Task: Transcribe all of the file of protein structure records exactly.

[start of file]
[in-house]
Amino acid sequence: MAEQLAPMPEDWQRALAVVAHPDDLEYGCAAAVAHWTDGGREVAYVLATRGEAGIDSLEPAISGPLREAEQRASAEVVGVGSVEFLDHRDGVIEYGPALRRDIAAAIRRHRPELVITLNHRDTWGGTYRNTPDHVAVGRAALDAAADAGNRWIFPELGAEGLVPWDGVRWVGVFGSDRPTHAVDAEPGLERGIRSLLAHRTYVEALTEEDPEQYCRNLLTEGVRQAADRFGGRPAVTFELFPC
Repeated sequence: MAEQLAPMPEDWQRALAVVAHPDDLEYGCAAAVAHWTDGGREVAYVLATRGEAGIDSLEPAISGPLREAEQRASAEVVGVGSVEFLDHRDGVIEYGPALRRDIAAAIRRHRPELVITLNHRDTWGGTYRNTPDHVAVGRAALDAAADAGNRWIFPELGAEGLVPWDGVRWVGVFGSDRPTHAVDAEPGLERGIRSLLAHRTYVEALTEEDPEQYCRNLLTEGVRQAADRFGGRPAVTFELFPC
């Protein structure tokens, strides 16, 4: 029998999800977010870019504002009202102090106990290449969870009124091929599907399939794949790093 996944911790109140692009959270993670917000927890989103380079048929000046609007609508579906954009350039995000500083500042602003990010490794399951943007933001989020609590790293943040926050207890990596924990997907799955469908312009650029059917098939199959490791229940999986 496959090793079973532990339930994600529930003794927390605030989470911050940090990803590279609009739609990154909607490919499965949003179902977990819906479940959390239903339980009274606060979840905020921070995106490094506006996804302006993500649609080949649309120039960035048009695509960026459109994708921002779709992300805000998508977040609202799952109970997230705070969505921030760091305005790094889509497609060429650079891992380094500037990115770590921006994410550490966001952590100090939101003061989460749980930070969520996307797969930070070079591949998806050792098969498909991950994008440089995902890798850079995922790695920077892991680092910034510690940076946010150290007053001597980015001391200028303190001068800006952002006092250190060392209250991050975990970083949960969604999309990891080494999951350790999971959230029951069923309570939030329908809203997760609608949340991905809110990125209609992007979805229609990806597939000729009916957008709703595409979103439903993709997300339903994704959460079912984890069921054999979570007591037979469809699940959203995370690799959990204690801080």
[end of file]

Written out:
[in-house]
Amino acid sequence: MAEQLAPMPEDWQRALAVVAHPDDLEYGCAAAVAHWTDGGREVAYVLATRGEAGIDSLEPAISGPLREAEQRASAEVVGVGSVEFLDHRDGVIEYGPALRRDIAAAIRRHRPELVITLNHRDTWGGTYRNTPDHVAVGRAALDAAADAGNRWIFPELGAEGLVPWDGVRWVGVFGSDRPTHAVDAEPGLERGIRSLLAHRTYVEALTEEDPEQYCRNLLTEGVRQAADRFGGRPAVTFELFPC
Repeated sequence: MAEQLAPMPEDWQRALAVVAHPDDLEYGCAAAVAHWTDGGREVAYVLATRGEAGIDSLEPAISGPLREAEQRASAEVVGVGSVEFLDHRDGVIEYGPALRRDIAAAIRRHRPELVITLNHRDTWGGTYRNTPDHVAVGRAALDAAADAGNRWIFPELGAEGLVPWDGVRWVGVFGSDRPTHAVDAEPGLERGIRSLLAHRTYVEALTEEDPEQYCRNLLTEGVRQAADRFGGRPAVTFELFPC
């Protein structure tokens, strides 16, 4: 029998999800977010870019504002009202102090106990290449969870009124091929599907399939794949790093 996944911790109140692009959270993670917000927890989103380079048929000046609007609508579906954009350039995000500083500042602003990010490794399951943007933001989020609590790293943040926050207890990596924990997907799955469908312009650029059917098939199959490791229940999986 496959090793079973532990339930994600529930003794927390605030989470911050940090990803590279609009739609990154909607490919499965949003179902977990819906479940959390239903339980009274606060979840905020921070995106490094506006996804302006993500649609080949649309120039960035048009695509960026459109994708921002779709992300805000998508977040609202799952109970997230705070969505921030760091305005790094889509497609060429650079891992380094500037990115770590921006994410550490966001952590100090939101003061989460749980930070969520996307797969930070070079591949998806050792098969498909991950994008440089995902890798850079995922790695920077892991680092910034510690940076946010150290007053001597980015001391200028303190001068800006952002006092250190060392209250991050975990970083949960969604999309990891080494999951350790999971959230029951069923309570939030329908809203997760609608949340991905809110990125209609992007979805229609990806597939000729009916957008709703595409979103439903993709997300339903994704959460079912984890069921054999979570007591037979469809699940959203995370690799959990204690801080």